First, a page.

1. Bankruptcy and Divorce: Five Considerations for Discharging Your Debt While Untying the Knot

    There’s no question that money problems often lead to divorce. Or that divorce sometimes creates financial difficulties that can only be resolved through bankruptcy. 

    What if bankruptcy and divorce – together – seem to be your only option? Five considerations:

    1. Bankruptcy before divorce can make it easier to clear up joint debt:

    “In the vast majority of cases, you (and your spouse) should get out of debt before filing for divorce. This almost always makes sense… All debts (joint and individual) will be discharged in the bankruptcy. There will be no lingering joint debt that the non-filing spouse will be responsible for…” (Frank Pipitone

    2. Waiting until the divorce is final has advantages, too : 

    “… having a final settlement order first might clear up uncertainties in the bankruptcy about assets and exemptions. Also, being single instead of married might help pass the ‘Means Test’, intended as an income barrier to getting a Chapter 7 bankruptcy.” (Malcolm Ruthven

    3. Whether you file before or after divorce, joint debt is a joint responsibility:

    “Most divorcing couples mistakenly believe they are each only 50 percent responsible to the credit card company on such debt… [E]ach spouse is responsible for the full balance on the card until that balance is repaid in full — regardless of which spouse incurred the charges and regardless of what amount each spouse paid to reduce the balance up until the time of the divorce.” (Pullman & Comley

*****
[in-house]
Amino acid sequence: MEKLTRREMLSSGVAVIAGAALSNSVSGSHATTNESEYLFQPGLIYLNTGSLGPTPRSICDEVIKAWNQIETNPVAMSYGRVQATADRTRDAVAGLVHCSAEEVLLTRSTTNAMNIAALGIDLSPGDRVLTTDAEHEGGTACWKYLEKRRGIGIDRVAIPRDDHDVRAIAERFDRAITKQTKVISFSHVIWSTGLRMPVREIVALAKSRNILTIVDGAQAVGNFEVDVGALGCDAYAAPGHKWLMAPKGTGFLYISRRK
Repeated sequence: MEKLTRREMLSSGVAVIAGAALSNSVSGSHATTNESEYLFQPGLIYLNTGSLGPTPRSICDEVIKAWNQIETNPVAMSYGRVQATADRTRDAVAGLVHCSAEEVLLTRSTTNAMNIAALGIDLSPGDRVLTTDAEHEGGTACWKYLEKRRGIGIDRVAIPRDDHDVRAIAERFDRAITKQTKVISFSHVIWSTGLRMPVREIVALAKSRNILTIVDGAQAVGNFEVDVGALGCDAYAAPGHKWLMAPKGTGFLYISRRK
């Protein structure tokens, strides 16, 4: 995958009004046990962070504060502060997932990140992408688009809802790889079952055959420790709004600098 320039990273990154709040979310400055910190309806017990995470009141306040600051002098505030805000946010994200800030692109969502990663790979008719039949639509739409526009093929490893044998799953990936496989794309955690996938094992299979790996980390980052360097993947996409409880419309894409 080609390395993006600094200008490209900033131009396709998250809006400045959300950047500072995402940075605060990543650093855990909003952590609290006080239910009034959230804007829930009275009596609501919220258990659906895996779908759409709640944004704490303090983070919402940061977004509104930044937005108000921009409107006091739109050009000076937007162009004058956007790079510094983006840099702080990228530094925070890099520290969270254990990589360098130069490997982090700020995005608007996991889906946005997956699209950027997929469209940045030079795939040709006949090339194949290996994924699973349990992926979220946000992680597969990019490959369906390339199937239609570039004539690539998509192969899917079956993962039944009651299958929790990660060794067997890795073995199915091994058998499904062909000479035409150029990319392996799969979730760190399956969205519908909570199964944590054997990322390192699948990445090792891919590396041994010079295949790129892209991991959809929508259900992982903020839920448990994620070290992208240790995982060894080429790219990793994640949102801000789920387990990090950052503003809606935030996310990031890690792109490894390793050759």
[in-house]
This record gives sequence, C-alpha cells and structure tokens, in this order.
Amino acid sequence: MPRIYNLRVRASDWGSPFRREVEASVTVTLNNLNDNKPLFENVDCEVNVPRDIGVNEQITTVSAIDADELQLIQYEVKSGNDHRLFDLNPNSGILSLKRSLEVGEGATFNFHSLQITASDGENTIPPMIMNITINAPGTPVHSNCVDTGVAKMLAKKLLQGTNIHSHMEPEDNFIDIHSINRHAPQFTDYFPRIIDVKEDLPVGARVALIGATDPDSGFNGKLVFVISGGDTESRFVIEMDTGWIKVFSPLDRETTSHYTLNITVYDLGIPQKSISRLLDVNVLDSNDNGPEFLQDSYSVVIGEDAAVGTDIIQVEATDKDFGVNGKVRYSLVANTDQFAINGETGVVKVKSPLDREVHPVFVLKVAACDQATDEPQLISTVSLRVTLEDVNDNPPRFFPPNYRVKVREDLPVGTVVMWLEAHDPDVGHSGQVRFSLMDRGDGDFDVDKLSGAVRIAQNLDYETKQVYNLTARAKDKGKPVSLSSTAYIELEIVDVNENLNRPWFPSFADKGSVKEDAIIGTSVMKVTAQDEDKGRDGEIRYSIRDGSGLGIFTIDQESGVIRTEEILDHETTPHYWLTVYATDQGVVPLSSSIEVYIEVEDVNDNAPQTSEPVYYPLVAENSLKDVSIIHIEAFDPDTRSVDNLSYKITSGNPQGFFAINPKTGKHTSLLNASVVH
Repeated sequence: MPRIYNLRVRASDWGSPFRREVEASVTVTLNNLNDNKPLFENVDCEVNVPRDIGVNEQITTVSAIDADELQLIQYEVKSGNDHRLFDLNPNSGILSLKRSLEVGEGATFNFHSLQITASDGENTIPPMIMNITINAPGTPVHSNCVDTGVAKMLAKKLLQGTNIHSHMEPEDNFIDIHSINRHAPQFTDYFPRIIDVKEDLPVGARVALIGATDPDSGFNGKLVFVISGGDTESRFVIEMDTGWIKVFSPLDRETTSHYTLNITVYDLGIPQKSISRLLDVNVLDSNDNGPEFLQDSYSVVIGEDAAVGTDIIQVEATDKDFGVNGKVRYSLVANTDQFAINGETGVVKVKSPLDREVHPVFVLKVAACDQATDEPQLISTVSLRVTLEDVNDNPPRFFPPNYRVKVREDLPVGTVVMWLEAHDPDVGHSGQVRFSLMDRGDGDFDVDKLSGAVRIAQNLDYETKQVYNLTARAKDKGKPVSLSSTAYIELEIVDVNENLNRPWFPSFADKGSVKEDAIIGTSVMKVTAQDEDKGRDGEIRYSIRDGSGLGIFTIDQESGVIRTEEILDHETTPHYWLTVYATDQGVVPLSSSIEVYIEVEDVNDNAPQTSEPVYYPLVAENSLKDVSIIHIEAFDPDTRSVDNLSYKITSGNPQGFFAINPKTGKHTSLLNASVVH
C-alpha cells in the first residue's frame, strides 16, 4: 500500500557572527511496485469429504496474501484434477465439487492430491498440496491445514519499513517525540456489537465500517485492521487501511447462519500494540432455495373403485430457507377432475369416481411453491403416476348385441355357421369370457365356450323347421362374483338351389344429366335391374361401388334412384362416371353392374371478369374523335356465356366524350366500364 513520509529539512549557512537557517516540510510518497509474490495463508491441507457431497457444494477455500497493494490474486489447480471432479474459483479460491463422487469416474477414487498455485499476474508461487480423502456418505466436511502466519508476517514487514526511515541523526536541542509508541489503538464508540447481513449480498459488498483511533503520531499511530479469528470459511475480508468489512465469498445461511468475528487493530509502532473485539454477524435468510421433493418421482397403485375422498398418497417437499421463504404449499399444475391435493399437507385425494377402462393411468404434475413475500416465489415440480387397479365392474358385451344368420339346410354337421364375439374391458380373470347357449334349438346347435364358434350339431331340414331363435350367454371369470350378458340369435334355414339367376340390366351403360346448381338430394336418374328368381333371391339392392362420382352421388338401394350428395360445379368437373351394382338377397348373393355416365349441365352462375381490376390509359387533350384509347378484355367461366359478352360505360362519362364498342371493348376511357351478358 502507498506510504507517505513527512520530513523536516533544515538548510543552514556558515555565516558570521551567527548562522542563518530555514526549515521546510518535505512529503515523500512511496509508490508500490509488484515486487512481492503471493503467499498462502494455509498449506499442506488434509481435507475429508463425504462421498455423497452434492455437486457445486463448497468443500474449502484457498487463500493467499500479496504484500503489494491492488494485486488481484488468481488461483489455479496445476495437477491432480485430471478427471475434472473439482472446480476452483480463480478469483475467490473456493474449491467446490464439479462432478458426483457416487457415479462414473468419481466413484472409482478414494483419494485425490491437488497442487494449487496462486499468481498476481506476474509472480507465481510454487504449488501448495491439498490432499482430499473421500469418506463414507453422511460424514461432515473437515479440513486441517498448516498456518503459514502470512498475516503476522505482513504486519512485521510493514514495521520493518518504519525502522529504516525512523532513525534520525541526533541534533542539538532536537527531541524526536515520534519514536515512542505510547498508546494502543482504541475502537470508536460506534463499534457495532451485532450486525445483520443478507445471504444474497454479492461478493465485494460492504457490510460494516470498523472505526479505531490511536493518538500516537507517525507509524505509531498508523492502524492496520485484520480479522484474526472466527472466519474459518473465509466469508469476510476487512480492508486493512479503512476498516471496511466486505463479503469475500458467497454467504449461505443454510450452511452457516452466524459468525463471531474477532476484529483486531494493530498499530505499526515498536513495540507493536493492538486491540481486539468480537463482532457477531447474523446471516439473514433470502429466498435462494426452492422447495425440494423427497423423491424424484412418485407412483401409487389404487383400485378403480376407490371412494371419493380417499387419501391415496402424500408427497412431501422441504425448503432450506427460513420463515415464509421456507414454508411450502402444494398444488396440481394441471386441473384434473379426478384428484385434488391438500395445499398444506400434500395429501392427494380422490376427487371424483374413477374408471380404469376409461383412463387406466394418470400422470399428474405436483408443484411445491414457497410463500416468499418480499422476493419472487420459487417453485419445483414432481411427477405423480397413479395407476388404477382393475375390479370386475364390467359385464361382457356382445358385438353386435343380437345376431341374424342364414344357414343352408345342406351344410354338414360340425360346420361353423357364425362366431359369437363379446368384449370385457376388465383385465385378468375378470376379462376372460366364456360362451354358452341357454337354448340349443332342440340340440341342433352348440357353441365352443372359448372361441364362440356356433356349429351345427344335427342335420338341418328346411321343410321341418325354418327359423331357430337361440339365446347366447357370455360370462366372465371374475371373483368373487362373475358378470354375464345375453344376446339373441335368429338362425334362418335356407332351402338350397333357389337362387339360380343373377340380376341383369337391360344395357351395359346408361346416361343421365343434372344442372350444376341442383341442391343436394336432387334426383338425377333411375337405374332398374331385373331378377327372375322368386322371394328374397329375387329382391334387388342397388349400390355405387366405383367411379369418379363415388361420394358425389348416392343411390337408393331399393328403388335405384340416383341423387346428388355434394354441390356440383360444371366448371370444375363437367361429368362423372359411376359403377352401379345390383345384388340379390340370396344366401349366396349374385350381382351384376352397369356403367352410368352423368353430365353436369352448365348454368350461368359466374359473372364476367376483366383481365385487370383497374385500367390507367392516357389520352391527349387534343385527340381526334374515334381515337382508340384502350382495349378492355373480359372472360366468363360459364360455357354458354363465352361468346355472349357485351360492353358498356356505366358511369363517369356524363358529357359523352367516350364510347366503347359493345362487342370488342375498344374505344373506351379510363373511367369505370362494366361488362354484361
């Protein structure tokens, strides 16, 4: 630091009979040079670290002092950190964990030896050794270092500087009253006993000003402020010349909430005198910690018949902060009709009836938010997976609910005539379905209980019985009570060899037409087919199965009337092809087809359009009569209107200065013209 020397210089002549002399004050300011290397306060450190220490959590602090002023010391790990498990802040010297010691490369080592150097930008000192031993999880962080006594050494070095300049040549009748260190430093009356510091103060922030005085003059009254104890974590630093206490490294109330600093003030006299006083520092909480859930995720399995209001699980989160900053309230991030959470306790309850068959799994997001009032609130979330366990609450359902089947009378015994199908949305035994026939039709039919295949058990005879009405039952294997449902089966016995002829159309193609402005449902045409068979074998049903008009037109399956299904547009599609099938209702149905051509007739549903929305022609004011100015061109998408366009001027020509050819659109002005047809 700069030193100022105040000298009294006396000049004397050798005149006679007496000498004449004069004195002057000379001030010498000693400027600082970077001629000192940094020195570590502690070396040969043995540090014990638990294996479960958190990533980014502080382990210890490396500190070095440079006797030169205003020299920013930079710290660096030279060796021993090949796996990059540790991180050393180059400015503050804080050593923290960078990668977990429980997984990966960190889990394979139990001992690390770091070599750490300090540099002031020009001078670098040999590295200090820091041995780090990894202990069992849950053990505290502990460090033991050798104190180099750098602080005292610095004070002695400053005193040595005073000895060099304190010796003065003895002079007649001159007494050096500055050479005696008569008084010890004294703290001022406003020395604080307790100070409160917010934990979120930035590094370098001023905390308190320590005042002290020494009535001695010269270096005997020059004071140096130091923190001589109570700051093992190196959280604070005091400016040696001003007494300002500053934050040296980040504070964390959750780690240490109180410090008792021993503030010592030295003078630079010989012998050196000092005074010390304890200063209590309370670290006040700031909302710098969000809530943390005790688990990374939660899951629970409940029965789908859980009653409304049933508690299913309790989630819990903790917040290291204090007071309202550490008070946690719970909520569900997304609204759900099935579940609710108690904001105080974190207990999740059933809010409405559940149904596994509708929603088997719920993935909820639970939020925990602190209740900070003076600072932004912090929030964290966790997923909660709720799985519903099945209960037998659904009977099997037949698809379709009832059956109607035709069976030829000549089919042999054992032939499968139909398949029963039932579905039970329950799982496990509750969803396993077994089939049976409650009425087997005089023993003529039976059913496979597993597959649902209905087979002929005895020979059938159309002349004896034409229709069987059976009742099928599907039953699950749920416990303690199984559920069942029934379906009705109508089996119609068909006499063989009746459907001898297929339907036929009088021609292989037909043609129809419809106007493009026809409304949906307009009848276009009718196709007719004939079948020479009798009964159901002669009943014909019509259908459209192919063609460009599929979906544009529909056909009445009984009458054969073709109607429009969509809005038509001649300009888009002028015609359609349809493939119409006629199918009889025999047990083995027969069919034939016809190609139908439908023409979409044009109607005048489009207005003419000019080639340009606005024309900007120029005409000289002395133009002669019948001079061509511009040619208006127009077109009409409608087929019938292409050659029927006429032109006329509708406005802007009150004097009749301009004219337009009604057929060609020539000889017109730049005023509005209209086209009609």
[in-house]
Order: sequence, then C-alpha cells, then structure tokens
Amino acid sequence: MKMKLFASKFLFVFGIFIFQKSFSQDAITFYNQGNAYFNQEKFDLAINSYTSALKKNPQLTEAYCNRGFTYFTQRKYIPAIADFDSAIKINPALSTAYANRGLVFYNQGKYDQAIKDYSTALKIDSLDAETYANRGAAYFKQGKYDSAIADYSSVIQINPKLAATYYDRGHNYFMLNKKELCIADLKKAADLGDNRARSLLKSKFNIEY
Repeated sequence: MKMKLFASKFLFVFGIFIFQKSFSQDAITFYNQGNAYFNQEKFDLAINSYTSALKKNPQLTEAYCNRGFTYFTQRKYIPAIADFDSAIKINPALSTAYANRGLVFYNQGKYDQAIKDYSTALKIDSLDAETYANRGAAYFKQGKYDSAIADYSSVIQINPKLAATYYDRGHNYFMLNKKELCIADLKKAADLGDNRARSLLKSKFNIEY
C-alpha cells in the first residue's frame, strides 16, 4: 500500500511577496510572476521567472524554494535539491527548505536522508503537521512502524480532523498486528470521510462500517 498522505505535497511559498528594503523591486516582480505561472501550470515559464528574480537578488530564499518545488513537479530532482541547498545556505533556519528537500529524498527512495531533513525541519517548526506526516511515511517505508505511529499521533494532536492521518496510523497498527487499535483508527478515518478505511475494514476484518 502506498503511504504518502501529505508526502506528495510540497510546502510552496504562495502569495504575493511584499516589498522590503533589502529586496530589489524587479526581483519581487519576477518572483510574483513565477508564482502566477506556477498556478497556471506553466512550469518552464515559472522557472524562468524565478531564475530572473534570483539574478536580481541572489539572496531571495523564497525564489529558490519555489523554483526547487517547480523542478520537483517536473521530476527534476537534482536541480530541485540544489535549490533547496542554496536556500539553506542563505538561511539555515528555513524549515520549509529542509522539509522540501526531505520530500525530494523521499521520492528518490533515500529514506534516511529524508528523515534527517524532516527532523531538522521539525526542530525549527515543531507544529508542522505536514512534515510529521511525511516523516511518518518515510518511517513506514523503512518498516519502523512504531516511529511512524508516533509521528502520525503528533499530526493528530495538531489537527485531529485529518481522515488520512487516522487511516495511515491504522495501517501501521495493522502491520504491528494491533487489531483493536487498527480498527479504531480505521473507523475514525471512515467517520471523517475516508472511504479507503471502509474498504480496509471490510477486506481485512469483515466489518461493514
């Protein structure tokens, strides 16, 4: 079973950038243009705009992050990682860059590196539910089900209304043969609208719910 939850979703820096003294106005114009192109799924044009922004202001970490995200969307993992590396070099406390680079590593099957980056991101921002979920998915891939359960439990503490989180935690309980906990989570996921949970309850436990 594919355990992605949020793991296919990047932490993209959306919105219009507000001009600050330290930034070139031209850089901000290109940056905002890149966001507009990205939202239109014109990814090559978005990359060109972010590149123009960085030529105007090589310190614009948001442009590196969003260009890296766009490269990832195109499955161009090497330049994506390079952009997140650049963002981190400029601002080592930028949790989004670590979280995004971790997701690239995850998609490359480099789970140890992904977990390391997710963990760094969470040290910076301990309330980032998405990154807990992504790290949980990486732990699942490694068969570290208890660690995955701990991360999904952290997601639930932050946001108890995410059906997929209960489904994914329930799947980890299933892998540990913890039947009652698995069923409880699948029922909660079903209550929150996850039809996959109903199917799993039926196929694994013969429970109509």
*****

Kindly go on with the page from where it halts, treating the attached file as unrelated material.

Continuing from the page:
4. Bankruptcy does not allow discharge of support payments:

    “The Federal Bankruptcy Code exempts the discharge of ‘domestic support obligations’ as well as debts owed to a former spouse or child acquired as the result of a court-ordered separation agreement or divorce decree. Moreover, the Bankruptcy Abuse Prevention and Consumer Protection Act … gives domestic support obligations priority over other creditors, including tax debts.” (Collins & Collins

    5. Filing by a single spouse changes the stakes:

    “If both spouses do not file, the debts may not be fully discharged and the non-filing spouse could be legally responsible for all debts. Additionally, the bankruptcy court can independently examine any marital settlement agreement to determine if it injures creditors’ interests. For instance, the court will void any property transfers between spouses intended to defraud creditors.” (JAMS


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